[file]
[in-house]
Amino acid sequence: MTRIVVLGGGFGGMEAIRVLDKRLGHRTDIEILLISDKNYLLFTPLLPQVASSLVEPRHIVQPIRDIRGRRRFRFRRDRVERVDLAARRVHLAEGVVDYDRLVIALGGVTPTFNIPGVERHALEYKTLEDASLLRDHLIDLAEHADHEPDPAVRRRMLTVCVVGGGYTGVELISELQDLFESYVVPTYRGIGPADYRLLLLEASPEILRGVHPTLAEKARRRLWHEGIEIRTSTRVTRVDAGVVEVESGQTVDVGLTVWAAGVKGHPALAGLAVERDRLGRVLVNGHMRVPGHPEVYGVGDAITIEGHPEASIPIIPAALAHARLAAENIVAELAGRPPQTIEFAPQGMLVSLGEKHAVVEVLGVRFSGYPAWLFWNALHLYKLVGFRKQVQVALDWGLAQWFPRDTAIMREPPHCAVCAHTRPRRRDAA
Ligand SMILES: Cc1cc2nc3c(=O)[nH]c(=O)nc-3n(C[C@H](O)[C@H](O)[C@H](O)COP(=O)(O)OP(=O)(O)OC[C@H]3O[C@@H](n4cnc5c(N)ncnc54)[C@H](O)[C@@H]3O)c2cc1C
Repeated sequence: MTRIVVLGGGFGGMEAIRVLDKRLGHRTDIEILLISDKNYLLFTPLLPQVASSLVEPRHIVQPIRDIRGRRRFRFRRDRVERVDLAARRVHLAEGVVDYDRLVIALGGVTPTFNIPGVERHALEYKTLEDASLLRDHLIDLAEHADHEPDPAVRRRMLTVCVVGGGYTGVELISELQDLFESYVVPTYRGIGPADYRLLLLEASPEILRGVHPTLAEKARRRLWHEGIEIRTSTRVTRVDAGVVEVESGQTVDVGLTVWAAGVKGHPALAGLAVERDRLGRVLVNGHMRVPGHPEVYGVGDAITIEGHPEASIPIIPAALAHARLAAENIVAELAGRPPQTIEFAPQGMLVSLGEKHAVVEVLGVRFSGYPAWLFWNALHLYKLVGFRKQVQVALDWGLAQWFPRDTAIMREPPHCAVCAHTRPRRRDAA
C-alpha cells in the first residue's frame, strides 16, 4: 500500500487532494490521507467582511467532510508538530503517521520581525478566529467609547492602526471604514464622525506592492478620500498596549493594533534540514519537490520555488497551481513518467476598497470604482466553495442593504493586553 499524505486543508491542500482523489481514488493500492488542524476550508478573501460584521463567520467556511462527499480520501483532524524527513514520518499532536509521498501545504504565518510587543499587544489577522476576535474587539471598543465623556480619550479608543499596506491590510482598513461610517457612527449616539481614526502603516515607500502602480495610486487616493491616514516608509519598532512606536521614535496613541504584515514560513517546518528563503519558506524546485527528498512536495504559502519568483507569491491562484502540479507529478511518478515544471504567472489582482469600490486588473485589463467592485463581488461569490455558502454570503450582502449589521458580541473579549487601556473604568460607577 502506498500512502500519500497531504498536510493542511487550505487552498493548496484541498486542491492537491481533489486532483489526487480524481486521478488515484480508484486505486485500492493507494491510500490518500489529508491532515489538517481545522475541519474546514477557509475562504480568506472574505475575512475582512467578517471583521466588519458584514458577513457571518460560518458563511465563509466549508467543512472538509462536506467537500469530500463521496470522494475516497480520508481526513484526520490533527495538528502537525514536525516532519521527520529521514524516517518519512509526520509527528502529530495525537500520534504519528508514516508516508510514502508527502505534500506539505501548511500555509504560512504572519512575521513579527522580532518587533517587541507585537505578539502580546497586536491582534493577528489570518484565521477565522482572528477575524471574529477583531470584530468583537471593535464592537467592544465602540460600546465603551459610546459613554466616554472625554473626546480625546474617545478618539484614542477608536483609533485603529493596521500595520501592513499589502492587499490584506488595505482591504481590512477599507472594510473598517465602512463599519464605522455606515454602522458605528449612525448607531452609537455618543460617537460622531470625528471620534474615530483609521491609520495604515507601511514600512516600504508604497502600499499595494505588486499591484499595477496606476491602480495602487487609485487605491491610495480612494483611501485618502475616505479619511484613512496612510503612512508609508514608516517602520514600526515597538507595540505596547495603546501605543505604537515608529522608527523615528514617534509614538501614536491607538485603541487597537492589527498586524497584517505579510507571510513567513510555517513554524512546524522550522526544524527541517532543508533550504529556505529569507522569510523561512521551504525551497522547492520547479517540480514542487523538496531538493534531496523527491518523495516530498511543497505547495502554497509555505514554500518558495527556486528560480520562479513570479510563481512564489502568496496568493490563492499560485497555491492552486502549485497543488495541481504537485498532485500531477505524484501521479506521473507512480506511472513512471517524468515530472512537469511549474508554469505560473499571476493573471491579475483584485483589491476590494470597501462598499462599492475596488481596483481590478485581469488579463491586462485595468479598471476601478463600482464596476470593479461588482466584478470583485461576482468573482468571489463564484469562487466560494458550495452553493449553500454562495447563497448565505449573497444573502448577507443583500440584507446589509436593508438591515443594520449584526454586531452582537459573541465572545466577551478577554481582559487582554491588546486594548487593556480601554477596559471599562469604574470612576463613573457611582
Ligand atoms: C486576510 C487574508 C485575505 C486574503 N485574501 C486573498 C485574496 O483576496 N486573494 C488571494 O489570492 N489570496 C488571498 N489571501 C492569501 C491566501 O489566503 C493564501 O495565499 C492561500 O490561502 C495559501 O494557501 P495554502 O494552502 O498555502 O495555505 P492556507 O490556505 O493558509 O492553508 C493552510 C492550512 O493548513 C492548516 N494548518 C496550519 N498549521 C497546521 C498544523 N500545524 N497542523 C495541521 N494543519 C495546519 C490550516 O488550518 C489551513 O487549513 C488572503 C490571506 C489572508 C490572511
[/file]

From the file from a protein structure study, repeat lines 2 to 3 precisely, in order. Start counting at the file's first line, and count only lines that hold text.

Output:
Amino acid sequence: MTRIVVLGGGFGGMEAIRVLDKRLGHRTDIEILLISDKNYLLFTPLLPQVASSLVEPRHIVQPIRDIRGRRRFRFRRDRVERVDLAARRVHLAEGVVDYDRLVIALGGVTPTFNIPGVERHALEYKTLEDASLLRDHLIDLAEHADHEPDPAVRRRMLTVCVVGGGYTGVELISELQDLFESYVVPTYRGIGPADYRLLLLEASPEILRGVHPTLAEKARRRLWHEGIEIRTSTRVTRVDAGVVEVESGQTVDVGLTVWAAGVKGHPALAGLAVERDRLGRVLVNGHMRVPGHPEVYGVGDAITIEGHPEASIPIIPAALAHARLAAENIVAELAGRPPQTIEFAPQGMLVSLGEKHAVVEVLGVRFSGYPAWLFWNALHLYKLVGFRKQVQVALDWGLAQWFPRDTAIMREPPHCAVCAHTRPRRRDAA
Ligand SMILES: Cc1cc2nc3c(=O)[nH]c(=O)nc-3n(C[C@H](O)[C@H](O)[C@H](O)COP(=O)(O)OP(=O)(O)OC[C@H]3O[C@@H](n4cnc5c(N)ncnc54)[C@H](O)[C@@H]3O)c2cc1C